Gianluca Vialli: The Greatest Champions
In the wake of the terrible news of Gianluca Vialli’s passing, I thought I’d learn a bit more about his career before he moved to England. He won the scudetto with Juventus. OK, who hasn’t? Lifted the Champions League, as well. Fair enough, that’s impressive. Quite the CV for the late, great Luca. Trophies spilling out the sides, but one stands out in particular. A scudetto with Sampdoria.
As a 90s baby, my earliest memories of calcio are the late days of Football Italia, Ancelotti’s Milan and Francesco Totti’s uncomfortably tight Kappa jerseys. My knowledge of Sampdoria was limited to a friend owning one of those iconic jerseys and a bizarre Football Manager love-in with Vitali Kutuzov.
I spent some time reading about Vujadin Boškov’s Sampdoria team and was immediately gripped. Winning what was, at the time, the best league in the world was automatically an incredible achievement, but when you’re not Juventus or a Milan club (or have Diego Maradona), it was considered an almost insurmountable task. In fact, only twice in the last thirty years has the title been won by someone other than the northern powerhouses, when the two Rome clubs won a title each in 2000 and 2001.
Before that, Hellas Verona shocked the world by winning the league in 1985, despite winning only half their games. At that time, Sampdoria were trending upward under the caring ownership of Paolo Mantovani, a man who approached football like a fan and treated his players and staff like their favourite uncle. However, his affable demeanour was not to be confused with a lack of ambition. He was convinced a scudetto winning side could be built in the blue half of Genoa.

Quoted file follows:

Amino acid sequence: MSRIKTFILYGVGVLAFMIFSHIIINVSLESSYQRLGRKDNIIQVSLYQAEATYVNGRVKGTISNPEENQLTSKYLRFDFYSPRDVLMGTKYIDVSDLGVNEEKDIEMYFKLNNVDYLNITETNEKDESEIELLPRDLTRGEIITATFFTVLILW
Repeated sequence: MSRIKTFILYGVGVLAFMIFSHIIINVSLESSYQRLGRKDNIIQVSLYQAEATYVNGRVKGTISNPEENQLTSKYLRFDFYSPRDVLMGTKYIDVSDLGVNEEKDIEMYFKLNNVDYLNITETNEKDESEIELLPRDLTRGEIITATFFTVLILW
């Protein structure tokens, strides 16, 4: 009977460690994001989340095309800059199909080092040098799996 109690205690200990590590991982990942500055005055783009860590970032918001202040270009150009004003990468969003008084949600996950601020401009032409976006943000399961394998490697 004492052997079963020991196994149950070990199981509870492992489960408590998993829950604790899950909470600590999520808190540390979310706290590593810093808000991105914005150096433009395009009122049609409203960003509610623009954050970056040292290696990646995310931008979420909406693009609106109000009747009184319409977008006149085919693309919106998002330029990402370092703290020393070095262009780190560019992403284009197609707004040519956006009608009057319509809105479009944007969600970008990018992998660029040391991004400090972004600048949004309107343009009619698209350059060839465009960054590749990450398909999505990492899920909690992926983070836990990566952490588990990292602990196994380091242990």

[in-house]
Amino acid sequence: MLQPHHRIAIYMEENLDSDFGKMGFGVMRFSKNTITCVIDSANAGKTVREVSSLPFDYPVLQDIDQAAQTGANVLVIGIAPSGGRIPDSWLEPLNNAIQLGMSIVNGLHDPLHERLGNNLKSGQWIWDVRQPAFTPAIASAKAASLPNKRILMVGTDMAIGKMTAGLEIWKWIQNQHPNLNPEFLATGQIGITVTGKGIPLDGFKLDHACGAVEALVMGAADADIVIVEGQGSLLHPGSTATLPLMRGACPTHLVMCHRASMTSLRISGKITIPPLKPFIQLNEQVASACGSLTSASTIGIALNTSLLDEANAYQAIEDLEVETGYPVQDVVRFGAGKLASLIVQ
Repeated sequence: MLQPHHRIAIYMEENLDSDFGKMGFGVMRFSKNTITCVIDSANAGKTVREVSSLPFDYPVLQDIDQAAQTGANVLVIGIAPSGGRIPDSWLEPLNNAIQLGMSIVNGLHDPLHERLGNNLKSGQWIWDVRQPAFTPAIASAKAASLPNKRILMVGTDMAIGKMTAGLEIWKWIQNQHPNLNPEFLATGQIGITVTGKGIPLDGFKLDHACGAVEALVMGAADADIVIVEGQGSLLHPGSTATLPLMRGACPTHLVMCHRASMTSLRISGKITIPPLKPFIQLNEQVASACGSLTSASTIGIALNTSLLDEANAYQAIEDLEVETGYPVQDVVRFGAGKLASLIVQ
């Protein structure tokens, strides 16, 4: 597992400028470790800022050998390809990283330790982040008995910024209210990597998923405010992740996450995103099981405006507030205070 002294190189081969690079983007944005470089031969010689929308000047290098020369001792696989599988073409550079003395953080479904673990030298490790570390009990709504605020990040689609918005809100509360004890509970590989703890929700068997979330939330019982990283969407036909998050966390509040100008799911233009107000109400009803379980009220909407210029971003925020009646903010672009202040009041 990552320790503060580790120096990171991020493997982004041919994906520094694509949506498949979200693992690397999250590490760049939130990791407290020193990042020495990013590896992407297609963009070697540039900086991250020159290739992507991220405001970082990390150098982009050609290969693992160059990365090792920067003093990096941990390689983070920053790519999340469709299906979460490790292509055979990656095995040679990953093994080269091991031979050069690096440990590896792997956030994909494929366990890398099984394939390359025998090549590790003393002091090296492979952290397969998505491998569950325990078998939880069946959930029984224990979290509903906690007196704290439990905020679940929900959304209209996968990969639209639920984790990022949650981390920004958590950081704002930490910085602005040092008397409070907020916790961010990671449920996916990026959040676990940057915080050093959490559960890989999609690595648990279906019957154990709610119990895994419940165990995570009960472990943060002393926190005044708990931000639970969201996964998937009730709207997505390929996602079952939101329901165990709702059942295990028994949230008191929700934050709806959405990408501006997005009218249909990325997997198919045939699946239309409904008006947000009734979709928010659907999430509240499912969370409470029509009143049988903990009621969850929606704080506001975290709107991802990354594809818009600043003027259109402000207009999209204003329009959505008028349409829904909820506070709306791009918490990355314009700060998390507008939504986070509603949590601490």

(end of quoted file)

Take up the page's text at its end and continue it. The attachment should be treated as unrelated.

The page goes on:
Having guided Sampdoria back to Serie A in 1982 before their first major trophy, a Coppa Italia triumph three years later, he appointed a former Real Madrid manager who’d just taken Ascoli to Serie A, Vujadin Boškov of Yugoslavia. A history professor, he was an intelligent man who loved football, but saw it as a simple sport and often questioned why football coaches over-complicated the beautiful game. “Football is football,” he quipped to the Spanish media while in Madrid, something that rings true even in the age of grey haired men drawing lines on a screen at half-time.
This great Samp side was built over several years by Mantovani and sporting director Paul Borea, whose consistently intelligent recruitment kept the club on an upward trajectory throughout the early years of its Serie A return, but also provided the players that would prove the core of the scudetto winning side. Consistency bred through retention of key players built a team chemistry upon which Boškov thrived. Mannini, Pagliuca, Vierchowod, Toninho, Pari, as well as The Goal Twins (Mancini and Vialli), had all been at the club for at least three years prior to the 1990-91 season.
Borea augmented the squad in the years leading up to the scudetto win with the creative and experienced Giuseppe Dossena and defensive midfielder Srečko Katanec, both tailored to Boškov’s system that required hard working, determined players. Another key player in Attilio Lombardo, a dangerous winger who could also play centrally, helped give the squad greater balance.